By doing a cool little poll on my Instagram account, I was able to decide on my next blog post. The people have spoken! They want to know about meal frequency!
What is meal frequency?
This typically refers to the amount of time between meals, as well as the amount of meals a day. Over the years, there has been a constant battle between "bro-science" and actual science. One is based on feel and one is based on hard evidence that something is true or not.
The normal stamp of approval for this "bro science" when referring to meal frequency is the idea of consuming SIX small meals a day, all with about TWO to THREE hours between. The idea is that this increases your metabolism... So long as the body is constantly working to break down food, you are "making the metabolism work". Is there some legitimacy to this? Maybe.
When we look at real science, it doesn't matter! Meal frequency and timing are extremely low on the totem pole for weight loss or any type of metabolic effects. What really matters is the total intake. How much food are you actually consuming. The body doesn't have an internal timer that says, "Oh, it's been more than three hours, time to slow down the metabolism."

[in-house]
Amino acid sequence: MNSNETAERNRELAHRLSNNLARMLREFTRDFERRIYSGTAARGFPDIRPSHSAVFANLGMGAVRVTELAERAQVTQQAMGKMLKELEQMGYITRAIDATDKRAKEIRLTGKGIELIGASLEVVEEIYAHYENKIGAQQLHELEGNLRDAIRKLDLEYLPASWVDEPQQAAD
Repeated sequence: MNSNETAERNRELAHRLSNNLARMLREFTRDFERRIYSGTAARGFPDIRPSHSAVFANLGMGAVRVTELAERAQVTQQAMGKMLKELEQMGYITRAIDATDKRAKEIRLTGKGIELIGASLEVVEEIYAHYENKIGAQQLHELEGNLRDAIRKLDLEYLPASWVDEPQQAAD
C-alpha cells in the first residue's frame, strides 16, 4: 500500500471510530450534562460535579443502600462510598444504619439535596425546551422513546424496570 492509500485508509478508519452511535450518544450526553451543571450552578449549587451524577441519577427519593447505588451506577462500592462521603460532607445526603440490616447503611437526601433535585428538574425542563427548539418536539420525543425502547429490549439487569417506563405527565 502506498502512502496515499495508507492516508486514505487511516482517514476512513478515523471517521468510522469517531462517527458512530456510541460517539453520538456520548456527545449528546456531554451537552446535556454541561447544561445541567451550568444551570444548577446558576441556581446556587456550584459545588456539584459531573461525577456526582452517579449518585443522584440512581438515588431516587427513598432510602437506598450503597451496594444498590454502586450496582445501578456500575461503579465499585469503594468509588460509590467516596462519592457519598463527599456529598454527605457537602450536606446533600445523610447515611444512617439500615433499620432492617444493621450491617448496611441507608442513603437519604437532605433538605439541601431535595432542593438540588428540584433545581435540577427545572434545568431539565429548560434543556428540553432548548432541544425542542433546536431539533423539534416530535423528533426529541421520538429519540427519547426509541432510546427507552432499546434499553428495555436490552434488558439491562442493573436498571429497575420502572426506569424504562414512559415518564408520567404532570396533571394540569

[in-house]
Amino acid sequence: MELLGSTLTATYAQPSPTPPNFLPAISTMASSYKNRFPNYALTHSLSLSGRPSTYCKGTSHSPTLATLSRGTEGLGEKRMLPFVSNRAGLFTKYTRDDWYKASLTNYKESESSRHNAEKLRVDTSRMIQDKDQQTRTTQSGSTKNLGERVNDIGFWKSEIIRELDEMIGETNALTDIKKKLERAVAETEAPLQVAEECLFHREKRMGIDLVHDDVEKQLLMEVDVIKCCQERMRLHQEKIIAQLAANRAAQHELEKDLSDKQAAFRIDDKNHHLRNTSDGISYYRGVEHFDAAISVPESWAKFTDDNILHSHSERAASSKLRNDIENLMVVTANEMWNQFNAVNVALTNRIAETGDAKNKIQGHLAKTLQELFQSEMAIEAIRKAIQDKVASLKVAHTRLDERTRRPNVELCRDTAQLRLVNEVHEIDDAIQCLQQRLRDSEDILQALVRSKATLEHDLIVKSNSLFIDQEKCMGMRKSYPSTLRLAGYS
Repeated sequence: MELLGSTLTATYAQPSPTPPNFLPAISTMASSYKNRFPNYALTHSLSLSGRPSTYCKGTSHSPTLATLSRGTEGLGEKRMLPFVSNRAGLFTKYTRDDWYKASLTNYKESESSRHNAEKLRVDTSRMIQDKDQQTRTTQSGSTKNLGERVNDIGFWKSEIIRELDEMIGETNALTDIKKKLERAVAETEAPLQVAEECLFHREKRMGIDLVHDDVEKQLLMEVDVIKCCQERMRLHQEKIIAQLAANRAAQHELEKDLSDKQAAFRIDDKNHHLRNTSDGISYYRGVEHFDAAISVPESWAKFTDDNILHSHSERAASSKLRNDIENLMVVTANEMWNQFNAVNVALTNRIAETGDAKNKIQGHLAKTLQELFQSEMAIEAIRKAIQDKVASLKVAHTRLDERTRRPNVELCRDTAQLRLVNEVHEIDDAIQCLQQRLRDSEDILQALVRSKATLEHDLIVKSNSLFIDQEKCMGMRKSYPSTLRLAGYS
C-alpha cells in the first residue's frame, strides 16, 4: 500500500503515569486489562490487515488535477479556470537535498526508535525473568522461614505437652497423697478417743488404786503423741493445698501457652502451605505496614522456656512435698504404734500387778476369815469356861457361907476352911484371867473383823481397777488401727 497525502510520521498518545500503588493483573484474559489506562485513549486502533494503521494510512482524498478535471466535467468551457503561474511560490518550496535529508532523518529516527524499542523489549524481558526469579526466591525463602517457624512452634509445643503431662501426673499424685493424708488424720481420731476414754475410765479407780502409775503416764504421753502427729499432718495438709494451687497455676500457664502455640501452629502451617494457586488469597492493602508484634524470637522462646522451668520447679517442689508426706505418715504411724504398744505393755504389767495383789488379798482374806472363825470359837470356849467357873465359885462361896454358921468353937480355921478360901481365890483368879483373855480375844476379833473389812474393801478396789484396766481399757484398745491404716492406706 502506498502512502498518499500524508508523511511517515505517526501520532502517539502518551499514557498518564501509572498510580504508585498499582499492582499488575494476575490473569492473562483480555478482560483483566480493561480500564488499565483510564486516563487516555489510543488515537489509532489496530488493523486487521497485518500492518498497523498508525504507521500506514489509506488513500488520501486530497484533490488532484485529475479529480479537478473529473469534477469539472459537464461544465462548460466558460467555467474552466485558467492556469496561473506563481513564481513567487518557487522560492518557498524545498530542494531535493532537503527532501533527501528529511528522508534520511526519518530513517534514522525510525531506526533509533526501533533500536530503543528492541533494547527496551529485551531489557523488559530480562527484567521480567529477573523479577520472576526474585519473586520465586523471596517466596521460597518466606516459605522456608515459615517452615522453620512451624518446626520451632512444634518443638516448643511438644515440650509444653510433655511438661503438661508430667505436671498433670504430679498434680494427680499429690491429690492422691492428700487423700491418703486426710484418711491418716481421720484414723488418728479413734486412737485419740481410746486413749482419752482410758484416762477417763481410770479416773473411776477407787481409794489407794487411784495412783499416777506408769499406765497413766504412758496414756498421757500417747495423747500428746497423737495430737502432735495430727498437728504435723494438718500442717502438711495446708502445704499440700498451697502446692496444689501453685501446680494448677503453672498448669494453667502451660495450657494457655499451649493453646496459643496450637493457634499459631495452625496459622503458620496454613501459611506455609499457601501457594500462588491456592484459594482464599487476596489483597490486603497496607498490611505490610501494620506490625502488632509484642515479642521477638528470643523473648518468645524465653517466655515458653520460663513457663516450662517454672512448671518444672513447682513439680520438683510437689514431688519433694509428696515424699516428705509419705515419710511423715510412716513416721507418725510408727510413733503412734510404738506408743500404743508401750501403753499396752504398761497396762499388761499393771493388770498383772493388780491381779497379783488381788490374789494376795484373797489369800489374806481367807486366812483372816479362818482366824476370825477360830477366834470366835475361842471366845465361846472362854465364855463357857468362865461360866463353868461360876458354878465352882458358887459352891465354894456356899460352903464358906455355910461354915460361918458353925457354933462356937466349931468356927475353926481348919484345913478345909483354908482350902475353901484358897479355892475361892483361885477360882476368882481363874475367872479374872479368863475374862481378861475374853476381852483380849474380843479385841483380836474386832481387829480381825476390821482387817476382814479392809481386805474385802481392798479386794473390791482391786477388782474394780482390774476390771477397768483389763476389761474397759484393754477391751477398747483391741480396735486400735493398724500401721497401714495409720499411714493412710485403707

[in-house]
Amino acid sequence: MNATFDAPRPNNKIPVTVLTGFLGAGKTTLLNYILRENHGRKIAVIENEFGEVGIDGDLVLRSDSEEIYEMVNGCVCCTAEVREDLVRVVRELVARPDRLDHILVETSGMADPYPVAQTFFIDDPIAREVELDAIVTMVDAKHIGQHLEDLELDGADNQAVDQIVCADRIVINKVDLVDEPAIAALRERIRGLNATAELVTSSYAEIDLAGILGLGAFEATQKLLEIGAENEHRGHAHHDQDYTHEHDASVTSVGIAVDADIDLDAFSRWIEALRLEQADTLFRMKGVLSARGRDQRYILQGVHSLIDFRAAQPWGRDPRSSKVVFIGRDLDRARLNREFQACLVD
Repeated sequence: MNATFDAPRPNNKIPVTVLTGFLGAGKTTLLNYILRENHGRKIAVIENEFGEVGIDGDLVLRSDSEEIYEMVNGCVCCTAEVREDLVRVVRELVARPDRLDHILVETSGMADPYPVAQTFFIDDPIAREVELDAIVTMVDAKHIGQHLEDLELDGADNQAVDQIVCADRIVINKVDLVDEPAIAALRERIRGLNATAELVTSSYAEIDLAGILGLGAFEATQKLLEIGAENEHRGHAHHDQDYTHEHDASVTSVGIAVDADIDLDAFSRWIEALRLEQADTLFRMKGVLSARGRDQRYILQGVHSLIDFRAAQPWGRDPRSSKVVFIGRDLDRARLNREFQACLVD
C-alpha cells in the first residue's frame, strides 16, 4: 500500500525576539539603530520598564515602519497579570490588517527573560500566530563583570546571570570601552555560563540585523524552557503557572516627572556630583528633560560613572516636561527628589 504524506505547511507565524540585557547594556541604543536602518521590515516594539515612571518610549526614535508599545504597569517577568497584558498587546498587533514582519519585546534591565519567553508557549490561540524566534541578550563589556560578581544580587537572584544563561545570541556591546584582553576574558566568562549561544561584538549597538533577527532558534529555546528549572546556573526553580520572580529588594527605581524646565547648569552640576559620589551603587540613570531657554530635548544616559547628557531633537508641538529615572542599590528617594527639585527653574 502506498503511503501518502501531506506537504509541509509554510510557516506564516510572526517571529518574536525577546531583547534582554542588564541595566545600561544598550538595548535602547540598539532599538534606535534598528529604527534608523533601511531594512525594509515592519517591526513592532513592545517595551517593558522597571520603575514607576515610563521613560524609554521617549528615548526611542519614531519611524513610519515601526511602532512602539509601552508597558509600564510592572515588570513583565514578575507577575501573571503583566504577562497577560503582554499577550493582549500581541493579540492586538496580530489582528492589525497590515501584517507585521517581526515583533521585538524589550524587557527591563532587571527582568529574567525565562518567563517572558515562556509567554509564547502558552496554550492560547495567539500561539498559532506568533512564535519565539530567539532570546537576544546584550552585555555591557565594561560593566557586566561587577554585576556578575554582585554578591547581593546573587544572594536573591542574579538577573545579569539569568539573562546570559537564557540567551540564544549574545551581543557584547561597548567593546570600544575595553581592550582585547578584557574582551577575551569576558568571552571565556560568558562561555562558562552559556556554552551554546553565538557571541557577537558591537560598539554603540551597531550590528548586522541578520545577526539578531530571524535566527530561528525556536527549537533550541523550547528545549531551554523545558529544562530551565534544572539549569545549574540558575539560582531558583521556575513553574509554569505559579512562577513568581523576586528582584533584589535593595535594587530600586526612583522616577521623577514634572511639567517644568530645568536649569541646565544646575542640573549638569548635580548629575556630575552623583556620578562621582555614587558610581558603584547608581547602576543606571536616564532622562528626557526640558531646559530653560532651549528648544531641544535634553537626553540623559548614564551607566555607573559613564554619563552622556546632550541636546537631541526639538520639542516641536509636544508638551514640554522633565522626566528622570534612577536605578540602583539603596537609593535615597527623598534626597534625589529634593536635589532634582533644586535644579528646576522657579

In a study that compared the two (high meal frequency, vs low meal frequency), all participants were on the same low calorie intake. One group ate 6 meals a day, 3 being meals and 3 being snacks. The other had 3 bigger meals. Again, both groups were still eating a low calorie diet, they just got to the total calorie amount differently. However, both groups lost around the same amount of weight and body fat. The difference in the meal frequency had no influence on the results. There was even the idea that the increased meal frequency would increase compliance due to the fact of keeping hunger at bay. However, this didn't make any difference in the hunger hormone ghrelin, that controls your hunger signals. The individuals eating larger meals were able to regulate their hunger just fine. With results from this study, you can see that the meal frequency didn't matter. It all came down to the amount of calories that were being consumed.
If you're trying to lose weight, you don't have to eat a million meals from a tupperware. You just need to monitor your caloric intake in way that creates a deficit for you. That's literally all that happened with this study.
So for all of the bro-scientists out there that think more meals = more weight lost... All you did was create a caloric deficit by eating smaller meals in the day. That could easily be achieved by just eating three bigger meals.
*In my opinion, larger meals increases compliance*
It comes down to your preference. If you operate better off of a ton of small meals, then by all means do that. If you enjoy eating larger meals, less throughout the day, then do so! It may even be dictated by your schedule.
Whatever is going to increase your compliance will help you. If the goal is weight lost, then you need to make sure that you are still fitting within that caloric deficit. If you are looking to gain weight, you need to be in a surplus.
Those are the only rules in this game. How will you play?